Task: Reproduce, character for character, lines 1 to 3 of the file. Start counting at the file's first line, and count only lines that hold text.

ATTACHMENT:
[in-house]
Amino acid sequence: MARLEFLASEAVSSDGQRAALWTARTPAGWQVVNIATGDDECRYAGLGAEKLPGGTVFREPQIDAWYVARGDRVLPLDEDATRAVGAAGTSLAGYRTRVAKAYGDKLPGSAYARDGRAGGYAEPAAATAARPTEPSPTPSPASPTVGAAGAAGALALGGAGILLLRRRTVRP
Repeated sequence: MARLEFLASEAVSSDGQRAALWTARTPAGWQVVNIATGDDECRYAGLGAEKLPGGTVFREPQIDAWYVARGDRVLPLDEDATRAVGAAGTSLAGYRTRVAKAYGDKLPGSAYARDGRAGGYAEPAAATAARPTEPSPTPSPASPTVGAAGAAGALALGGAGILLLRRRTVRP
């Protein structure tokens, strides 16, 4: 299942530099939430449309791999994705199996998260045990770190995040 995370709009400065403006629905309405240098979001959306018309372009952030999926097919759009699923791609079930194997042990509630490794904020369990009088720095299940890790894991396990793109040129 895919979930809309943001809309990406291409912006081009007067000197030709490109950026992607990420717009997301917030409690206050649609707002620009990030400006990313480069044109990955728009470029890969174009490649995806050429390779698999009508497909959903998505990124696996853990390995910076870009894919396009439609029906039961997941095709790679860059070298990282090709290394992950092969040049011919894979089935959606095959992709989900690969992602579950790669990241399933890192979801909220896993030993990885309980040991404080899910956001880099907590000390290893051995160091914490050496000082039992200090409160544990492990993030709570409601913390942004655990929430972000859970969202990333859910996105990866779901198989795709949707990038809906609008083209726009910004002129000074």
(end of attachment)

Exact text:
[in-house]
Amino acid sequence: MARLEFLASEAVSSDGQRAALWTARTPAGWQVVNIATGDDECRYAGLGAEKLPGGTVFREPQIDAWYVARGDRVLPLDEDATRAVGAAGTSLAGYRTRVAKAYGDKLPGSAYARDGRAGGYAEPAAATAARPTEPSPTPSPASPTVGAAGAAGALALGGAGILLLRRRTVRP
Repeated sequence: MARLEFLASEAVSSDGQRAALWTARTPAGWQVVNIATGDDECRYAGLGAEKLPGGTVFREPQIDAWYVARGDRVLPLDEDATRAVGAAGTSLAGYRTRVAKAYGDKLPGSAYARDGRAGGYAEPAAATAARPTEPSPTPSPASPTVGAAGAAGALALGGAGILLLRRRTVRP